Date(s) - Saturday 04/12/2014 - 04/13/2014
11:00 pm - 2:00 am
Join filmmaker Craig Saddlemire for a screening of his critically acciaimed and thought-provoking documentary film, Household. Co-sponsored by iEAR Presents!
An extended refugee family from Somalia, an interracial same-sex couple, a single mother in a housing cooperative, and a mother of six who has fostered nearly 50 children in her lifetime… None of these families have ever met each other before, but at the invitation of a mutual friend and videomaker, that will soon change. To explore how his friends and neighbors are defining family for themselves today, Craig Saddlemire requested that four different households in his community allow him to document their routines and challenges. In addition to sharing their personal stories, members from each family volunteered to research and narrate the story of a different family in the project. Through food, finances, and sibling disputes, Household presents an ever-shifting perspective on the enduring bonds of kinship. It reveals what it means to be a family member by choice, by birth, and by circumstance.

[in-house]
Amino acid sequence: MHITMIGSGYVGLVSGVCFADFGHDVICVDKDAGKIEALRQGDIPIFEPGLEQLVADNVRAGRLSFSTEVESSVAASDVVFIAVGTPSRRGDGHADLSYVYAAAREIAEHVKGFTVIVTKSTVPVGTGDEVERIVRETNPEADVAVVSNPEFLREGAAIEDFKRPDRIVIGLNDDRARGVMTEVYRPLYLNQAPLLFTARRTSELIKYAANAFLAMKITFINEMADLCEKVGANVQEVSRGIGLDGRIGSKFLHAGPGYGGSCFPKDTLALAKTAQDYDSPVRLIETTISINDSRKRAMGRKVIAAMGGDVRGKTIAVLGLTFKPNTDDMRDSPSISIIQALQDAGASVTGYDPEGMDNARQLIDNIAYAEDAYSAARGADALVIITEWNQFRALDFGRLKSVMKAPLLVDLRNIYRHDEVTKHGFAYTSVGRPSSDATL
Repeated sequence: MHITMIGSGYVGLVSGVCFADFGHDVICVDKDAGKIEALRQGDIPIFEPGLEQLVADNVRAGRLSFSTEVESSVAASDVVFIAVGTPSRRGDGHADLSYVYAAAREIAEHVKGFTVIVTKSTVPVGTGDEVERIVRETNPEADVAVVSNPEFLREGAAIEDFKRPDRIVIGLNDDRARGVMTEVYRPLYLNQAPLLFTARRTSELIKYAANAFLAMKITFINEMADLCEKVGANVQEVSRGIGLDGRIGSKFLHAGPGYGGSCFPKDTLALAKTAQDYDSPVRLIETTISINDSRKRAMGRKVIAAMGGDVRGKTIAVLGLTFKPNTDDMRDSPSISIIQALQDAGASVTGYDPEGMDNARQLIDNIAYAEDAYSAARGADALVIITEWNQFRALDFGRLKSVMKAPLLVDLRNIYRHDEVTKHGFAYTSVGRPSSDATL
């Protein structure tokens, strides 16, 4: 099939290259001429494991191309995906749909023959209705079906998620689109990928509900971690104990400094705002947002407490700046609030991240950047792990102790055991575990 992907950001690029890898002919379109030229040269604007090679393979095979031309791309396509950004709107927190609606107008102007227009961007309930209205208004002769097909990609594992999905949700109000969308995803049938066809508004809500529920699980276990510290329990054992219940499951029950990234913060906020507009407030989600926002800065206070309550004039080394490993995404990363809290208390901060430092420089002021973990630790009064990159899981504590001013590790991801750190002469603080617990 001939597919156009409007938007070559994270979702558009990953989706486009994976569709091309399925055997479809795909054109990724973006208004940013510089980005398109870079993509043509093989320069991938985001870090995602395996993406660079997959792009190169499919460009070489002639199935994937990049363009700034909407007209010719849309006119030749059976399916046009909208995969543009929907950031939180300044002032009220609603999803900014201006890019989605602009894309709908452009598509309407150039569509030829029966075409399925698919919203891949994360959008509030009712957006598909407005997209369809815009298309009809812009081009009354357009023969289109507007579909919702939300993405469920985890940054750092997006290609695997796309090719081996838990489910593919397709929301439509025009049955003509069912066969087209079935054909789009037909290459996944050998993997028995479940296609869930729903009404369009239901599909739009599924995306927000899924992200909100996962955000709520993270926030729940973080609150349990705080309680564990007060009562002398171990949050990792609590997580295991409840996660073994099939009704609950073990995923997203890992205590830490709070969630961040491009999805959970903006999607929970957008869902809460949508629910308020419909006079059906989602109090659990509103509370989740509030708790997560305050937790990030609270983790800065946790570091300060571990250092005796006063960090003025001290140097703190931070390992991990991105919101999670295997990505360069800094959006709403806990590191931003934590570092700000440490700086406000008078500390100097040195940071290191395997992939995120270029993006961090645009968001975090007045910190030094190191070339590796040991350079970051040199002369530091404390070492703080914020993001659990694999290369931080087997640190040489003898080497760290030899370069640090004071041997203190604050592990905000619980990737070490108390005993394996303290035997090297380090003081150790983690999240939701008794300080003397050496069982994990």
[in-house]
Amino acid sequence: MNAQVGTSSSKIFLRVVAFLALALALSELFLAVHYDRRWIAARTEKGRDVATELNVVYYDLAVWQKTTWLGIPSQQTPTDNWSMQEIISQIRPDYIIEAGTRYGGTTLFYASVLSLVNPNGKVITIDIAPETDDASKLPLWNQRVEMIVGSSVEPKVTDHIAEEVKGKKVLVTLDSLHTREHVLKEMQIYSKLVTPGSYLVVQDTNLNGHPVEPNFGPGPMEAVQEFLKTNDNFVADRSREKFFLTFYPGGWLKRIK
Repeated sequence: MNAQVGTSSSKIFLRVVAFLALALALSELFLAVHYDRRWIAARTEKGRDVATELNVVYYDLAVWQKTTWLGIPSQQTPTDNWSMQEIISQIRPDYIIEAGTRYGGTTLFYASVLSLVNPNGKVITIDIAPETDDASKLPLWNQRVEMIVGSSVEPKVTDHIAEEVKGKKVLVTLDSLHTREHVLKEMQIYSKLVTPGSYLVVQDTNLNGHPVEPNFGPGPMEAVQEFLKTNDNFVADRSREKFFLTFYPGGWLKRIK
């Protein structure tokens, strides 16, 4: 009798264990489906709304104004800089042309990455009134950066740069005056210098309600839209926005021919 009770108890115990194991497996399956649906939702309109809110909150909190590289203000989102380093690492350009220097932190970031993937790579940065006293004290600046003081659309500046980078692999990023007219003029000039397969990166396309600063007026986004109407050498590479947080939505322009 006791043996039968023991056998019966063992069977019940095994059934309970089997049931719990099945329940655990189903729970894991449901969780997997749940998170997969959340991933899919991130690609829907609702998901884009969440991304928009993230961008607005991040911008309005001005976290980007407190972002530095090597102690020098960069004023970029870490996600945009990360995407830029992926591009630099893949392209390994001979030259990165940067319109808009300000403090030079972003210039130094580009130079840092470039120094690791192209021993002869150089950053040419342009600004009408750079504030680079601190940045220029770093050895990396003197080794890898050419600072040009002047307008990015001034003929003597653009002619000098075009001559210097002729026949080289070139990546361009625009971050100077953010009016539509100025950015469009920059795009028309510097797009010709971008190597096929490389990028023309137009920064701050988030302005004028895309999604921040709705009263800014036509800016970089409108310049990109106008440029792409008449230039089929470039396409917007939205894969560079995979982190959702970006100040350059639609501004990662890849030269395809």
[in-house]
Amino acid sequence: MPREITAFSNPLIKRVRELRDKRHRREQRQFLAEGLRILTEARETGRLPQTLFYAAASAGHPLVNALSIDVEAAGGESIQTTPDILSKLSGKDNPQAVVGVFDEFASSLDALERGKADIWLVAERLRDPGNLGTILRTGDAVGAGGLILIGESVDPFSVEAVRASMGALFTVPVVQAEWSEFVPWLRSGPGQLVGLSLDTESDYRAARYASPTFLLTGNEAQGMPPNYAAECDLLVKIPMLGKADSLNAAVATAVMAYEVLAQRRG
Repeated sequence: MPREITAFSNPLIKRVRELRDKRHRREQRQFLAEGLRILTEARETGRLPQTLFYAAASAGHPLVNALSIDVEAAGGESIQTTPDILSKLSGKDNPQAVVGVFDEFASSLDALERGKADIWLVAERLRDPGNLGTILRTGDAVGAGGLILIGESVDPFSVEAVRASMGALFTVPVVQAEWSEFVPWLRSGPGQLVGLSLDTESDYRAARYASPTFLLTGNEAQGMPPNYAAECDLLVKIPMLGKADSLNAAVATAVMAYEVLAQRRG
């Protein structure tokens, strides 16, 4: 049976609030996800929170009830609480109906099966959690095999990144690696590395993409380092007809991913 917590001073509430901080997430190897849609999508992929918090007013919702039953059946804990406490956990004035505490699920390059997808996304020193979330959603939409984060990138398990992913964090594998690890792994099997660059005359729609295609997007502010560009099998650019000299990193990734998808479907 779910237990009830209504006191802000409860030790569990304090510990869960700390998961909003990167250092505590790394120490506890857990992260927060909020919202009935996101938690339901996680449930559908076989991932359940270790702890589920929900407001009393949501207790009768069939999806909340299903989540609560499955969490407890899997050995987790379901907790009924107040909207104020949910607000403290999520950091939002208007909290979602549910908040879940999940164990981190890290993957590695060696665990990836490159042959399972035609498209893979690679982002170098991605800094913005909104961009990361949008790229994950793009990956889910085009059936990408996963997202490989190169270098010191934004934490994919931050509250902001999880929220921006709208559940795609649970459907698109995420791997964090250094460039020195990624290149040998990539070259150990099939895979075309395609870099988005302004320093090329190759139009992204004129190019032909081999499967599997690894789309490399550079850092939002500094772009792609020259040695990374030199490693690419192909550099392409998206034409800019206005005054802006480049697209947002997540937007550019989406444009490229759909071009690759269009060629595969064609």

Craig Saddlemire is an independent filmmaker who founded his production company, Round Point Movies, in 2004. Throughout his career, Craig has explored the potential of film to be a participatory medium at all levels of the process, as well as effectively upset oppressive cultural myths and misrepresentations in popular media. From developing a concept to recording and even exhibiting a video, he is constantly exploring how the subject of a movie can be empowered as an agent of knowledge, rather than the object of the director’s gaze. Combining observational and interactive modes of production, Craig produces documentaries that, in the tradition of Jean Rouch, are not merely recording reality, but in fact are producing new forms of reality that would not exist absent the camera. Household, his latest film, joins a filmography that includes the feature-length documentaries Neighbor by Neighbor (2009), about community opposition to a four-lane boulevard, and De-Interlaced (2005), about mass media.